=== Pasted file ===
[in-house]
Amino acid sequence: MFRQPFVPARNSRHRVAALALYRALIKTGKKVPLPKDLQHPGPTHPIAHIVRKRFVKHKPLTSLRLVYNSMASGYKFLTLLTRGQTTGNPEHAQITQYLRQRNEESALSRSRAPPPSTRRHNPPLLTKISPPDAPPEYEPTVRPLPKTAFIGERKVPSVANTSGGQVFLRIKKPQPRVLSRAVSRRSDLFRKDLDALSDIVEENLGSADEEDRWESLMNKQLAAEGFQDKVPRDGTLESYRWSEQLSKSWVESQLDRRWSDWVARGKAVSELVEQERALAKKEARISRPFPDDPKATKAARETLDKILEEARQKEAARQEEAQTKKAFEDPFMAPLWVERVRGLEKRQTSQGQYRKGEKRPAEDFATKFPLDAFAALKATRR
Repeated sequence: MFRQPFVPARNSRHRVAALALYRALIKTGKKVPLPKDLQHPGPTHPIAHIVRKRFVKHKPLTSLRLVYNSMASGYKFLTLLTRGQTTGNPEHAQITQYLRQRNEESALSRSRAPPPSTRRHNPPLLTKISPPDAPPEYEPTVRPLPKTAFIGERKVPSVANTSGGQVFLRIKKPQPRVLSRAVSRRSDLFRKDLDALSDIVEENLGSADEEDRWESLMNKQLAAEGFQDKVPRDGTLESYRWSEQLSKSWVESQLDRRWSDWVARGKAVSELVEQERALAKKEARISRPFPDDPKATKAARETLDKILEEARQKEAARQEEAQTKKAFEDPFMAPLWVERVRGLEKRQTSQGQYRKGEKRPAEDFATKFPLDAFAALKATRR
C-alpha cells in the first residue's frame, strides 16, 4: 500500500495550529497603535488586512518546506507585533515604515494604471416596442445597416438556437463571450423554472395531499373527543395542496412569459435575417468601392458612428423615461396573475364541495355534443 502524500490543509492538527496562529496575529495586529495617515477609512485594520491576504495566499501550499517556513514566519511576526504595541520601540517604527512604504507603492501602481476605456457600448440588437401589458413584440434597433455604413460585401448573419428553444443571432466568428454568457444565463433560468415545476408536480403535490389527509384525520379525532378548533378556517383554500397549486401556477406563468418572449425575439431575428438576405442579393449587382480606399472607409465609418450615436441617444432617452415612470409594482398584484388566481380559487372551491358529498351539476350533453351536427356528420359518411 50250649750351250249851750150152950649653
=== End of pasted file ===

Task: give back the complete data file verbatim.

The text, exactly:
[in-house]
Amino acid sequence: MFRQPFVPARNSRHRVAALALYRALIKTGKKVPLPKDLQHPGPTHPIAHIVRKRFVKHKPLTSLRLVYNSMASGYKFLTLLTRGQTTGNPEHAQITQYLRQRNEESALSRSRAPPPSTRRHNPPLLTKISPPDAPPEYEPTVRPLPKTAFIGERKVPSVANTSGGQVFLRIKKPQPRVLSRAVSRRSDLFRKDLDALSDIVEENLGSADEEDRWESLMNKQLAAEGFQDKVPRDGTLESYRWSEQLSKSWVESQLDRRWSDWVARGKAVSELVEQERALAKKEARISRPFPDDPKATKAARETLDKILEEARQKEAARQEEAQTKKAFEDPFMAPLWVERVRGLEKRQTSQGQYRKGEKRPAEDFATKFPLDAFAALKATRR
Repeated sequence: MFRQPFVPARNSRHRVAALALYRALIKTGKKVPLPKDLQHPGPTHPIAHIVRKRFVKHKPLTSLRLVYNSMASGYKFLTLLTRGQTTGNPEHAQITQYLRQRNEESALSRSRAPPPSTRRHNPPLLTKISPPDAPPEYEPTVRPLPKTAFIGERKVPSVANTSGGQVFLRIKKPQPRVLSRAVSRRSDLFRKDLDALSDIVEENLGSADEEDRWESLMNKQLAAEGFQDKVPRDGTLESYRWSEQLSKSWVESQLDRRWSDWVARGKAVSELVEQERALAKKEARISRPFPDDPKATKAARETLDKILEEARQKEAARQEEAQTKKAFEDPFMAPLWVERVRGLEKRQTSQGQYRKGEKRPAEDFATKFPLDAFAALKATRR
C-alpha cells in the first residue's frame, strides 16, 4: 500500500495550529497603535488586512518546506507585533515604515494604471416596442445597416438556437463571450423554472395531499373527543395542496412569459435575417468601392458612428423615461396573475364541495355534443 502524500490543509492538527496562529496575529495586529495617515477609512485594520491576504495566499501550499517556513514566519511576526504595541520601540517604527512604504507603492501602481476605456457600448440588437401589458413584440434597433455604413460585401448573419428553444443571432466568428454568457444565463433560468415545476408536480403535490389527509384525520379525532378548533378556517383554500397549486401556477406563468418572449425575439431575428438576405442579393449587382480606399472607409465609418450615436441617444432617452415612470409594482398584484388566481380559487372551491358529498351539476350533453351536427356528420359518411 50250649750351250249851750150152950649653